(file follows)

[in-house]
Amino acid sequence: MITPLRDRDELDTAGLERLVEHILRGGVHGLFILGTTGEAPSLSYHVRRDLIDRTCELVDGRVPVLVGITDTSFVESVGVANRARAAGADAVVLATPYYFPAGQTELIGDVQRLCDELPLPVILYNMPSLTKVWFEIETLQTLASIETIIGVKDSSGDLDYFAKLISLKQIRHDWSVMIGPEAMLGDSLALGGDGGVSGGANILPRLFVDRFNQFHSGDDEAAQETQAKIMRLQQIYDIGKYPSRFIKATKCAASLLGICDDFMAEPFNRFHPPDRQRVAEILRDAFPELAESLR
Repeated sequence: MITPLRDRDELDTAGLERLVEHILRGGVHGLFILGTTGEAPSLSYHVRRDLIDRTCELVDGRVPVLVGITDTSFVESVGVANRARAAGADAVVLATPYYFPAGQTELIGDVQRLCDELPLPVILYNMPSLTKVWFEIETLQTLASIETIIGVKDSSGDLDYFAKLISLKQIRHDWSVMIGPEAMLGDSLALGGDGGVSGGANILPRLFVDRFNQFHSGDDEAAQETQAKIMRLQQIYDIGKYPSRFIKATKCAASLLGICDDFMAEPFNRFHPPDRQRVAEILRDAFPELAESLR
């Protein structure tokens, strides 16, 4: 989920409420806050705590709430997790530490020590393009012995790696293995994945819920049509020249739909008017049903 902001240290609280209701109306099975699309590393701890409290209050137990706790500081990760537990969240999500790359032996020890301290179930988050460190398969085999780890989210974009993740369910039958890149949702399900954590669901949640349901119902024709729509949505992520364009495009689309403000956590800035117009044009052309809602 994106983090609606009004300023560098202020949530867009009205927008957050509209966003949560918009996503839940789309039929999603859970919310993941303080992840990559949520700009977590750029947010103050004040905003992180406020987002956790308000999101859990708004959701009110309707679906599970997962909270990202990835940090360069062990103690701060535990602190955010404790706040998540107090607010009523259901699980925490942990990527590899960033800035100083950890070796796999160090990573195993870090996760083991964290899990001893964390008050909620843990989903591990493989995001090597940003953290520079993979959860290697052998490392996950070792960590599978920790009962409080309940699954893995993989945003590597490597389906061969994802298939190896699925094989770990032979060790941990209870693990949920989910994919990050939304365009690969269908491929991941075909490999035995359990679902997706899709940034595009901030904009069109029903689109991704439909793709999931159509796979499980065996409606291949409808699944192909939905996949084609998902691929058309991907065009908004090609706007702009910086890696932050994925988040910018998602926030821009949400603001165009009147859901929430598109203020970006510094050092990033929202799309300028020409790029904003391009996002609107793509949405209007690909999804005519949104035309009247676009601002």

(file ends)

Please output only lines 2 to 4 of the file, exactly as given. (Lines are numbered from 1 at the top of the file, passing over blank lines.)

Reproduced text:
Amino acid sequence: MITPLRDRDELDTAGLERLVEHILRGGVHGLFILGTTGEAPSLSYHVRRDLIDRTCELVDGRVPVLVGITDTSFVESVGVANRARAAGADAVVLATPYYFPAGQTELIGDVQRLCDELPLPVILYNMPSLTKVWFEIETLQTLASIETIIGVKDSSGDLDYFAKLISLKQIRHDWSVMIGPEAMLGDSLALGGDGGVSGGANILPRLFVDRFNQFHSGDDEAAQETQAKIMRLQQIYDIGKYPSRFIKATKCAASLLGICDDFMAEPFNRFHPPDRQRVAEILRDAFPELAESLR
Repeated sequence: MITPLRDRDELDTAGLERLVEHILRGGVHGLFILGTTGEAPSLSYHVRRDLIDRTCELVDGRVPVLVGITDTSFVESVGVANRARAAGADAVVLATPYYFPAGQTELIGDVQRLCDELPLPVILYNMPSLTKVWFEIETLQTLASIETIIGVKDSSGDLDYFAKLISLKQIRHDWSVMIGPEAMLGDSLALGGDGGVSGGANILPRLFVDRFNQFHSGDDEAAQETQAKIMRLQQIYDIGKYPSRFIKATKCAASLLGICDDFMAEPFNRFHPPDRQRVAEILRDAFPELAESLR
């Protein structure tokens, strides 16, 4: 989920409420806050705590709430997790530490020590393009012995790696293995994945819920049509020249739909008017049903 902001240290609280209701109306099975699309590393701890409290209050137990706790500081990760537990969240999500790359032996020890301290179930988050460190398969085999780890989210974009993740369910039958890149949702399900954590669901949640349901119902024709729509949505992520364009495009689309403000956590800035117009044009052309809602 994106983090609606009004300023560098202020949530867009009205927008957050509209966003949560918009996503839940789309039929999603859970919310993941303080992840990559949520700009977590750029947010103050004040905003992180406020987002956790308000999101859990708004959701009110309707679906599970997962909270990202990835940090360069062990103690701060535990602190955010404790706040998540107090607010009523259901699980925490942990990527590899960033800035100083950890070796796999160090990573195993870090996760083991964290899990001893964390008050909620843990989903591990493989995001090597940003953290520079993979959860290697052998490392996950070792960590599978920790009962409080309940699954893995993989945003590597490597389906061969994802298939190896699925094989770990032979060790941990209870693990949920989910994919990050939304365009690969269908491929991941075909490999035995359990679902997706899709940034595009901030904009069109029903689109991704439909793709999931159509796979499980065996409606291949409808699944192909939905996949084609998902691929058309991907065009908004090609706007702009910086890696932050994925988040910018998602926030821009949400603001165009009147859901929430598109203020970006510094050092990033929202799309300028020409790029904003391009996002609107793509949405209007690909999804005519949104035309009247676009601002």